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Pharmacologic and mechanical prophylaxis of venous thromboembolism among special populations

Author(s):
Singh, Sonal, (Professor of medicine), author
United States Agency for Healthcare Research and Quality, issuing body
Johns Hopkins University Evidence-based Practice Center, author
Effective Health Care Program (US), issuing body
Title(s):
Pharmacologic and mechanical prophylaxis of venous thromboembolism among special populations / prepared for: Agency for Healthcare Research and Quality, U.S. Department of Health and Human Services ; prepared by: Johns Hopkins University Evidence-based Practice Center ; investigators, Sonal Singh [and 13 others].
Series:
Comparative effectiveness review ; number 116
AHRQ publication ; no. 13-EHC082-1
Country of Publication:
United States
Publisher:
Rockville, MD : Agency for Healthcare Research and Quality, [2013]
Description:
1 online resource (1 PDF file (various pagings)) : illustrations.
Language:
English
Electronic Links:
http://www.ncbi.nlm.nih.gov/books/NBK148555/
Summary:
BACKGROUND: Venous thromboembolism (VTE) is a prevalent and avoidable complication of hospitalization. Patients hospitalized with trauma, traumatic brain injury, burns, or liver disease; patients on antiplatelet therapy; obese or underweight patients; those having obesity surgery; or with acute or chronic renal failure have unequal risks for bleeding and thrombosis and may benefit differently from prophylactic therapy medication. OBJECTIVES: To systematically review the comparative effectiveness and safety of pharmacological and mechanical methods of prophylaxis of VTE in these special populations. DATA SOURCES: We searched MEDLINE(r), Embase(r), SCOPUS, CINAHL(r), www.clinicaltrials.gov, International Pharmaceutical Abstracts (IPA), and the Cochrane Library in July 2012. This was complemented by hand searches from the reference lists and unpublished studies provided by sponsors. REVIEW METHODS: We included randomized controlled trials on these special populations. Since these populations may be excluded from trials, we also included controlled observational studies of pharmacologic agents, and uncontrolled observational studies and case series of inferior vena cava (IVC) filter use. Two reviewers evaluated studies for eligibility, serially abstracted data using standardized forms, and independently evaluated the risk of bias in the studies and strength of evidence for major outcomes and comparisons. We qualitatively synthesized the evidence and also pooled the relative risks from the controlled studies. RESULTS: After a review of 30,902 unique citations, we included 101 studies of which just 6 were trials. The majority of observational studies had a high risk of bias. The strength of evidence is low that IVC filter placement is associated with a lower incidence of pulmonary embolism and fatal pulmonary embolism in hospitalized patients with trauma compared with no IVC filter placement. The strength of evidence is low that enoxaparin reduces deep vein thrombosis and that unfractionated heparin reduces mortality in patients with traumatic brain injury when compared with patients without anticoagulation. Low-grade evidence supports the idea that IVC filters with usual care are associated with increased mortality and do not decrease the risk of pulmonary embolism in patients undergoing bariatric surgery compared with usual care alone. All other comparisons, for all of the Key Questions, had insufficient evidence to permit conclusions. CONCLUSIONS: Our systematic review demonstrates that there is a paucity of high-quality evidence to inform treatment of these special populations. Future research using robust observational studies that control for confounding by indication and disease severity are needed as randomized controlled trials typically exclude or do not report on these populations.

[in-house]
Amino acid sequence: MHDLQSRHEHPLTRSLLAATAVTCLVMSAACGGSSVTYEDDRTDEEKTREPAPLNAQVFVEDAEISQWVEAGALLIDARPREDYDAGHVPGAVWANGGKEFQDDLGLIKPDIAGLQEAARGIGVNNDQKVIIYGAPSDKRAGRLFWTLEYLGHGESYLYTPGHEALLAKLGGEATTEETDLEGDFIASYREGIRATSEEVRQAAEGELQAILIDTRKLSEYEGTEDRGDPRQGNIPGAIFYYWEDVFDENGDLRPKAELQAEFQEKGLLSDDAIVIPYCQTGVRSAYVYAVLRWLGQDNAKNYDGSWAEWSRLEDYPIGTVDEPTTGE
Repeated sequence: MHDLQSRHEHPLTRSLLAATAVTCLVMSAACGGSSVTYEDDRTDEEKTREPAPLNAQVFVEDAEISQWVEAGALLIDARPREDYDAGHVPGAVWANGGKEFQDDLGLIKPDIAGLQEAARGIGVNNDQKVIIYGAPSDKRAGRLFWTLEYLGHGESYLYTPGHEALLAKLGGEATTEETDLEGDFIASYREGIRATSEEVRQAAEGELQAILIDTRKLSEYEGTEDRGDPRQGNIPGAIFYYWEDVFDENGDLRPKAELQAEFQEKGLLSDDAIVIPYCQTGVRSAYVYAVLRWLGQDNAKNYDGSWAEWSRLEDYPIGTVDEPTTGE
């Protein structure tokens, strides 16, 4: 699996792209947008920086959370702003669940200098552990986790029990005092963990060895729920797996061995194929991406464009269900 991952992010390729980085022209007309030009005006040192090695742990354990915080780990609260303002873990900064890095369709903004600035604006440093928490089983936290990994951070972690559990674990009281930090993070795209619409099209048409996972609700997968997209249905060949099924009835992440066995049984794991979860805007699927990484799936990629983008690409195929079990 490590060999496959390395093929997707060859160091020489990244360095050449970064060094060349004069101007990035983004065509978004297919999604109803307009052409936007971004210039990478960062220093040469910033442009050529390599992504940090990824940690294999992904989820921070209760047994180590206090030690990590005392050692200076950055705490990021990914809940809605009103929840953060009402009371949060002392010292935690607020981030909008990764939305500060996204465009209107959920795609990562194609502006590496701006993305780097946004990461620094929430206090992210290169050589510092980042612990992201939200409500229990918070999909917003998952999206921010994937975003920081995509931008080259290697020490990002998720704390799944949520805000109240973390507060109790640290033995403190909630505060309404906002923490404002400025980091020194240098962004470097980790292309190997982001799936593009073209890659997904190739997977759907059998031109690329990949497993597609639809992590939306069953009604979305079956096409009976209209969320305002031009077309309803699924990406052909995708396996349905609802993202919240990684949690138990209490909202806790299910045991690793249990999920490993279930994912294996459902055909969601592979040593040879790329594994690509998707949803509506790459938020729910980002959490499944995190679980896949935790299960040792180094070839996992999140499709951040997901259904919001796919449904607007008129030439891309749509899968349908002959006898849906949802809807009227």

MeSH:
Comparative Effectiveness Research
Hospitalization
Risk Assessment
Treatment Outcome
Venous Thromboembolism/prevention & control*
Venous Thromboembolism/therapy*
Publication Type(s):
Review
Statistics
Notes:
Ttitle from PDF title page.
"Contract No. 290-2007-10061-I."
"May 2013."
Includes bibliographical references.
Also available in print.
Prepared for: Agency for Healthcare Research and Quality, U.S. Department of Health and Human Services, 540 Gaither Road, Rockville, MD 20850; www.ahrq.gov Contract No. 290-2007-10061-I. Prepared by: Johns Hopkins University Evidence-based Practice Center, Baltimore, MD.
Description based on version viewed: October 29, 2013.
NLM ID:
101614162 [Book]

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